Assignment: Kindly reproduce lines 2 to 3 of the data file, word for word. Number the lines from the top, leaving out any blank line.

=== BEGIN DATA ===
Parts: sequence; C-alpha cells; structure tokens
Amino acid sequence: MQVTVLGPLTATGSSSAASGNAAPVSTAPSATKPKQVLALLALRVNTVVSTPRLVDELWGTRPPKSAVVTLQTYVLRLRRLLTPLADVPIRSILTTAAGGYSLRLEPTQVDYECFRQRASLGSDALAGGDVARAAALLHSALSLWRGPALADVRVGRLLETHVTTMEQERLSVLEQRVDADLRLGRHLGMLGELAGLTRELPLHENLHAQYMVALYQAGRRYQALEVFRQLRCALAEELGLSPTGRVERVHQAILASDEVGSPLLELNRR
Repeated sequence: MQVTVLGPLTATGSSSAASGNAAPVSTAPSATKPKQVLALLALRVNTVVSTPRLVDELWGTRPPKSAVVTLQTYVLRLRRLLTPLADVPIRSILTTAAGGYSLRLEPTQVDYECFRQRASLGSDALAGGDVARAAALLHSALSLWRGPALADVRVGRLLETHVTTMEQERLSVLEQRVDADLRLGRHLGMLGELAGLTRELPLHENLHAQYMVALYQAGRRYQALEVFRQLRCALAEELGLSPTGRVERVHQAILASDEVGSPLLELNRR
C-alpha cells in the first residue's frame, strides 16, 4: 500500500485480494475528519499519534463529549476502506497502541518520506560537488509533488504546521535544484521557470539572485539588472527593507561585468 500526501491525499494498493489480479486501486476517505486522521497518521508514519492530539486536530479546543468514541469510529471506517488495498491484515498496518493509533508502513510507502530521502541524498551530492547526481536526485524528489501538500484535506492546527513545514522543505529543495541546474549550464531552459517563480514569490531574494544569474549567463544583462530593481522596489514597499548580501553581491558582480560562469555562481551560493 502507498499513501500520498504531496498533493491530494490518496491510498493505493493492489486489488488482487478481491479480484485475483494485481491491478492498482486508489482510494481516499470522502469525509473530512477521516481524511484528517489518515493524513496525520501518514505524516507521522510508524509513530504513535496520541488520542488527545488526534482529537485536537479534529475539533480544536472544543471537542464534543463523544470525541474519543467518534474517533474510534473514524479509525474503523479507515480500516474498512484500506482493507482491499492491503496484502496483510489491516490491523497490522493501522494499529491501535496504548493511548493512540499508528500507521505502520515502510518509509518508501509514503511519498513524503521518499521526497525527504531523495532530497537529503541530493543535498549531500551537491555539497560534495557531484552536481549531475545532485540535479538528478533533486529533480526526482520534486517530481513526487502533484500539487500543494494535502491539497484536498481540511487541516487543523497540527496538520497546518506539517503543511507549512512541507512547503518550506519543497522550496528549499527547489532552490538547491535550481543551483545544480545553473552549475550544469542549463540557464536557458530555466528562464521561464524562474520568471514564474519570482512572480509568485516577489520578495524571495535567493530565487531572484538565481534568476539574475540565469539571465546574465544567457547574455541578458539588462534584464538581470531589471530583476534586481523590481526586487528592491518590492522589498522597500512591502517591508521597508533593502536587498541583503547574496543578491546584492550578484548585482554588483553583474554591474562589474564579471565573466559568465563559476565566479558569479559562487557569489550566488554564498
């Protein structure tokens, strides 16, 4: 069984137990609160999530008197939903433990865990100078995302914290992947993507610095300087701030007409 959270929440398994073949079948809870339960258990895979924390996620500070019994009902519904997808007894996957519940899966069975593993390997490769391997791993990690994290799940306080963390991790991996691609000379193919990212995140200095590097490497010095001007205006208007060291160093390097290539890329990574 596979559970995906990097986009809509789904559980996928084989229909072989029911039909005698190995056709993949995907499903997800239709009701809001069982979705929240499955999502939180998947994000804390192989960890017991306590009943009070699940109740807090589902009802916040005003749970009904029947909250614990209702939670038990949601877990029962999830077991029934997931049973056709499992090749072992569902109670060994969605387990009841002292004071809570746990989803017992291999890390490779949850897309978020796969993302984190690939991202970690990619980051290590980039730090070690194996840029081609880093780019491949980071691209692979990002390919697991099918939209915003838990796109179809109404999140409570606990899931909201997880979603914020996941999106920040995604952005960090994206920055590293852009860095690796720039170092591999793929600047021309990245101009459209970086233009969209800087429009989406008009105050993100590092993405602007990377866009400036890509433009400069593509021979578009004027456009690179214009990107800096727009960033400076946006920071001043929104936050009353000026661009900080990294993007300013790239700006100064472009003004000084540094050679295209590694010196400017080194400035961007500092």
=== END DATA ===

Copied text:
Amino acid sequence: MQVTVLGPLTATGSSSAASGNAAPVSTAPSATKPKQVLALLALRVNTVVSTPRLVDELWGTRPPKSAVVTLQTYVLRLRRLLTPLADVPIRSILTTAAGGYSLRLEPTQVDYECFRQRASLGSDALAGGDVARAAALLHSALSLWRGPALADVRVGRLLETHVTTMEQERLSVLEQRVDADLRLGRHLGMLGELAGLTRELPLHENLHAQYMVALYQAGRRYQALEVFRQLRCALAEELGLSPTGRVERVHQAILASDEVGSPLLELNRR
Repeated sequence: MQVTVLGPLTATGSSSAASGNAAPVSTAPSATKPKQVLALLALRVNTVVSTPRLVDELWGTRPPKSAVVTLQTYVLRLRRLLTPLADVPIRSILTTAAGGYSLRLEPTQVDYECFRQRASLGSDALAGGDVARAAALLHSALSLWRGPALADVRVGRLLETHVTTMEQERLSVLEQRVDADLRLGRHLGMLGELAGLTRELPLHENLHAQYMVALYQAGRRYQALEVFRQLRCALAEELGLSPTGRVERVHQAILASDEVGSPLLELNRR